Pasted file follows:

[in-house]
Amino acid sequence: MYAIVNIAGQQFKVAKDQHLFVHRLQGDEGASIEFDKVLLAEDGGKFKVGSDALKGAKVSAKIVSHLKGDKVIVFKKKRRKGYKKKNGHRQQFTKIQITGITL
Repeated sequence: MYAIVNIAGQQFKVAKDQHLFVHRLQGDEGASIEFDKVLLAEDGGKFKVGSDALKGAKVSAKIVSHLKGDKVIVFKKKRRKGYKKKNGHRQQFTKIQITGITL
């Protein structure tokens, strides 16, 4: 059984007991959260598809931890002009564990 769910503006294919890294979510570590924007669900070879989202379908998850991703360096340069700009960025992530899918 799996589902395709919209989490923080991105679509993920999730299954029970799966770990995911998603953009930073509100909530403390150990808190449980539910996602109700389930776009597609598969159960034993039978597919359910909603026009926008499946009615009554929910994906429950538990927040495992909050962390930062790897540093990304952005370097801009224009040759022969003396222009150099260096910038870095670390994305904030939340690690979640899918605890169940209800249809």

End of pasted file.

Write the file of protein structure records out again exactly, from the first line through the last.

[in-house]
Amino acid sequence: MYAIVNIAGQQFKVAKDQHLFVHRLQGDEGASIEFDKVLLAEDGGKFKVGSDALKGAKVSAKIVSHLKGDKVIVFKKKRRKGYKKKNGHRQQFTKIQITGITL
Repeated sequence: MYAIVNIAGQQFKVAKDQHLFVHRLQGDEGASIEFDKVLLAEDGGKFKVGSDALKGAKVSAKIVSHLKGDKVIVFKKKRRKGYKKKNGHRQQFTKIQITGITL
């Protein structure tokens, strides 16, 4: 059984007991959260598809931890002009564990 769910503006294919890294979510570590924007669900070879989202379908998850991703360096340069700009960025992530899918 799996589902395709919209989490923080991105679509993920999730299954029970799966770990995911998603953009930073509100909530403390150990808190449980539910996602109700389930776009597609598969159960034993039978597919359910909603026009926008499946009615009554929910994906429950538990927040495992909050962390930062790897540093990304952005370097801009224009040759022969003396222009150099260096910038870095670390994305904030939340690690979640899918605890169940209800249809």